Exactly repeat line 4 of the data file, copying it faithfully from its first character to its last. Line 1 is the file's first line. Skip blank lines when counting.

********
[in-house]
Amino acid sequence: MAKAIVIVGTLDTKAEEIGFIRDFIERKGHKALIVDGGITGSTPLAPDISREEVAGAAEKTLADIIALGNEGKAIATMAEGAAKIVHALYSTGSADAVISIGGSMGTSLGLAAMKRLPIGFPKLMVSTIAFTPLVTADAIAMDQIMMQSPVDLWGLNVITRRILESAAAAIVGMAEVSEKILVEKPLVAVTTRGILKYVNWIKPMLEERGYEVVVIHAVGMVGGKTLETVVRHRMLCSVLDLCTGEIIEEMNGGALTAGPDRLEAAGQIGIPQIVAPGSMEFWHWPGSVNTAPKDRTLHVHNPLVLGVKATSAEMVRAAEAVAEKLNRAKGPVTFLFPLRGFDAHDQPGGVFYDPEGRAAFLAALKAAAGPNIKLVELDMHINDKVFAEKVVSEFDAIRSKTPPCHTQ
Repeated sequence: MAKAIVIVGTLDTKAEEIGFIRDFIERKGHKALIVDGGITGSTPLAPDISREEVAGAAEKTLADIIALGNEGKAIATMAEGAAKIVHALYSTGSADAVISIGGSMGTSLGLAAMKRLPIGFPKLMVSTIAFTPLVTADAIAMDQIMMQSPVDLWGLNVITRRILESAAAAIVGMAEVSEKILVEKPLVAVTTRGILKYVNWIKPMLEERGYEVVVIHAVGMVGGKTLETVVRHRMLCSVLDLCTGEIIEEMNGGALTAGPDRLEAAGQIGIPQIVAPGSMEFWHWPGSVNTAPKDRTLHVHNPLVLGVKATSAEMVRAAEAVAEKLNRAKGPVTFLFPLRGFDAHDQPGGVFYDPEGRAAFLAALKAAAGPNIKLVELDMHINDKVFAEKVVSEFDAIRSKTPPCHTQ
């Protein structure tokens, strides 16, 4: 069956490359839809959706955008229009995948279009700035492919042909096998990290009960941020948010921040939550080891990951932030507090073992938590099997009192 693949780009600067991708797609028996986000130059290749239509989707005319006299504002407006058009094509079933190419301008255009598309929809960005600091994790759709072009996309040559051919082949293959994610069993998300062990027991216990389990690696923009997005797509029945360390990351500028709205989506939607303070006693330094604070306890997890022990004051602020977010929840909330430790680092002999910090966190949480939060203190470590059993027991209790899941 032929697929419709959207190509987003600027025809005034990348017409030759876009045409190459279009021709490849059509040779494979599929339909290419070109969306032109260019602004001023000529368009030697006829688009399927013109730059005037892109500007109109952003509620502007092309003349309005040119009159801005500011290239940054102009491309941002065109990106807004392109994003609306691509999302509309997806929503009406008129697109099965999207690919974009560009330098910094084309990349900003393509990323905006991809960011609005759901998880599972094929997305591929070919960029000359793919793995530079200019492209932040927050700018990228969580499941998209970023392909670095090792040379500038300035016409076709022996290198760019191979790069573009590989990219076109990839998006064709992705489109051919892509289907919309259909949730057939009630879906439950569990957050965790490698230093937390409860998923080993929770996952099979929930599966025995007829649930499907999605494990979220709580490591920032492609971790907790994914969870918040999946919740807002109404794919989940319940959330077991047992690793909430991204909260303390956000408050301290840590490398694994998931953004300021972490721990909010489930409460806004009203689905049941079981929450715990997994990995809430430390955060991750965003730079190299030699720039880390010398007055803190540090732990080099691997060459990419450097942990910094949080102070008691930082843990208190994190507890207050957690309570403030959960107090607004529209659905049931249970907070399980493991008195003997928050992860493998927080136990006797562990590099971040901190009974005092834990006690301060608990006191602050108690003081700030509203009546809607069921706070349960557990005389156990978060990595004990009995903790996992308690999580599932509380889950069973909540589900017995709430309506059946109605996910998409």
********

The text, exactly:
């Protein structure tokens, strides 16, 4: 069956490359839809959706955008229009995948279009700035492919042909096998990290009960941020948010921040939550080891990951932030507090073992938590099997009192 693949780009600067991708797609028996986000130059290749239509989707005319006299504002407006058009094509079933190419301008255009598309929809960005600091994790759709072009996309040559051919082949293959994610069993998300062990027991216990389990690696923009997005797509029945360390990351500028709205989506939607303070006693330094604070306890997890022990004051602020977010929840909330430790680092002999910090966190949480939060203190470590059993027991209790899941 032929697929419709959207190509987003600027025809005034990348017409030759876009045409190459279009021709490849059509040779494979599929339909290419070109969306032109260019602004001023000529368009030697006829688009399927013109730059005037892109500007109109952003509620502007092309003349309005040119009159801005500011290239940054102009491309941002065109990106807004392109994003609306691509999302509309997806929503009406008129697109099965999207690919974009560009330098910094084309990349900003393509990323905006991809960011609005759901998880599972094929997305591929070919960029000359793919793995530079200019492209932040927050700018990228969580499941998209970023392909670095090792040379500038300035016409076709022996290198760019191979790069573009590989990219076109990839998006064709992705489109051919892509289907919309259909949730057939009630879906439950569990957050965790490698230093937390409860998923080993929770996952099979929930599966025995007829649930499907999605494990979220709580490591920032492609971790907790994914969870918040999946919740807002109404794919989940319940959330077991047992690793909430991204909260303390956000408050301290840590490398694994998931953004300021972490721990909010489930409460806004009203689905049941079981929450715990997994990995809430430390955060991750965003730079190299030699720039880390010398007055803190540090732990080099691997060459990419450097942990910094949080102070008691930082843990208190994190507890207050957690309570403030959960107090607004529209659905049931249970907070399980493991008195003997928050992860493998927080136990006797562990590099971040901190009974005092834990006690301060608990006191602050108690003081700030509203009546809607069921706070349960557990005389156990978060990595004990009995903790996992308690999580599932509380889950069973909540589900017995709430309506059946109605996910998409």